Isn't that what happened already with the physical button not existing on the 7. It's just a round sapphire thing with haptic feedback.
    watto_cobra
  • Reply 14 of 25
    igorskyigorsky Posts: 414member
    Not sure why everyone is itching for fingerprint security when, from everything I've read, Face ID is a step forward in bio-metrics. As a concept everything about Face ID sounds like an improvement.
  • Reply 15 of 25
    rob53rob53 Posts: 1,915member
    rob53 said:
    The TouchID button on my 6s is gummed up because I clean it constantly. It would be very nice if Apple were able to replace this button with something that could easily be cleaned (like the screen) making the iPhone work that much better. As for whether it's better than anyone else's, that doesn't matter to me. I just want it to work properly.
    What sort of cleaning are you doing constantly? I’ve never cleaned my screen and my old 6s is working perfectly with a family member. 
    Normal face and hand oils. I guess you never actually touched your screen. I just carefully clean it with a dry cotton rag (or shirt). 
  • Reply 16 of 25
    rob53rob53 Posts: 1,915member

    foggyhill said:
    rob53 said:
    The TouchID button on my 6s is gummed up because I clean it constantly. It would be very nice if Apple were able to replace this button with something that could easily be cleaned (like the screen) making the iPhone work that much better. As for whether it's better than anyone else's, that doesn't matter to me. I just want it to work properly.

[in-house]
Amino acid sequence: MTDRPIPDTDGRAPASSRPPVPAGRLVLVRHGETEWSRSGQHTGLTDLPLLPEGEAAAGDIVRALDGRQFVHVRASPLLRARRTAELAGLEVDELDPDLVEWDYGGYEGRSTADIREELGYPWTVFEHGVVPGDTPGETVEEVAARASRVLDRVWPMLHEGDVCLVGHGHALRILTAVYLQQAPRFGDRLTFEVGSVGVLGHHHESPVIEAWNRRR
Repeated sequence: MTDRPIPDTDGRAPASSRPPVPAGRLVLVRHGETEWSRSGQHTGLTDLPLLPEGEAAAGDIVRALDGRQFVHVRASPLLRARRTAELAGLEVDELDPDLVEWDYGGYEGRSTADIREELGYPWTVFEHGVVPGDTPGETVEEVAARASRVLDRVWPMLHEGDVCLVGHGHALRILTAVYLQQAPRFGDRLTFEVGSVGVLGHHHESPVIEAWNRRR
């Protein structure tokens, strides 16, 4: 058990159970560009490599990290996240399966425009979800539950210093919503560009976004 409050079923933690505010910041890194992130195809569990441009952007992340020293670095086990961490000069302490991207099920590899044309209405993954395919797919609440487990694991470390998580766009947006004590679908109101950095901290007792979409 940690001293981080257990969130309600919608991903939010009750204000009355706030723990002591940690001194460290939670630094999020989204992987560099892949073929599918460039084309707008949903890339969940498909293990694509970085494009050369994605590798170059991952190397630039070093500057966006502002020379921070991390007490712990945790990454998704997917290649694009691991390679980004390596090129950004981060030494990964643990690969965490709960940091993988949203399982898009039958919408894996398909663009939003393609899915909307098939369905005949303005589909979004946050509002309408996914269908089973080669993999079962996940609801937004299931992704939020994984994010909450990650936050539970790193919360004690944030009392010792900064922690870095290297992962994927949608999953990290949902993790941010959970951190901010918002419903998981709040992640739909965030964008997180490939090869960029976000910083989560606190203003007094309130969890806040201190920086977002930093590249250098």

Isn't that what happened already with the physical button not existing on the 7. It's just a round sapphire thing with haptic feedback.
    Haven't used an iPhone 7 so wasn't aware it doesn't have the same kind of button as the 6s. Thanks for the information.
    watto_cobra
  • Reply 17 of 25
    SoliSoli Posts: 8,288member
    rob53 said:

    foggyhill said:
    rob53 said:
    The TouchID button on my 6s is gummed up because I clean it constantly. It would be very nice if Apple were able to replace this button with something that could easily be cleaned (like the screen) making the iPhone work that much better. As for whether it's better than anyone else's, that doesn't matter to me. I just want it to work properly.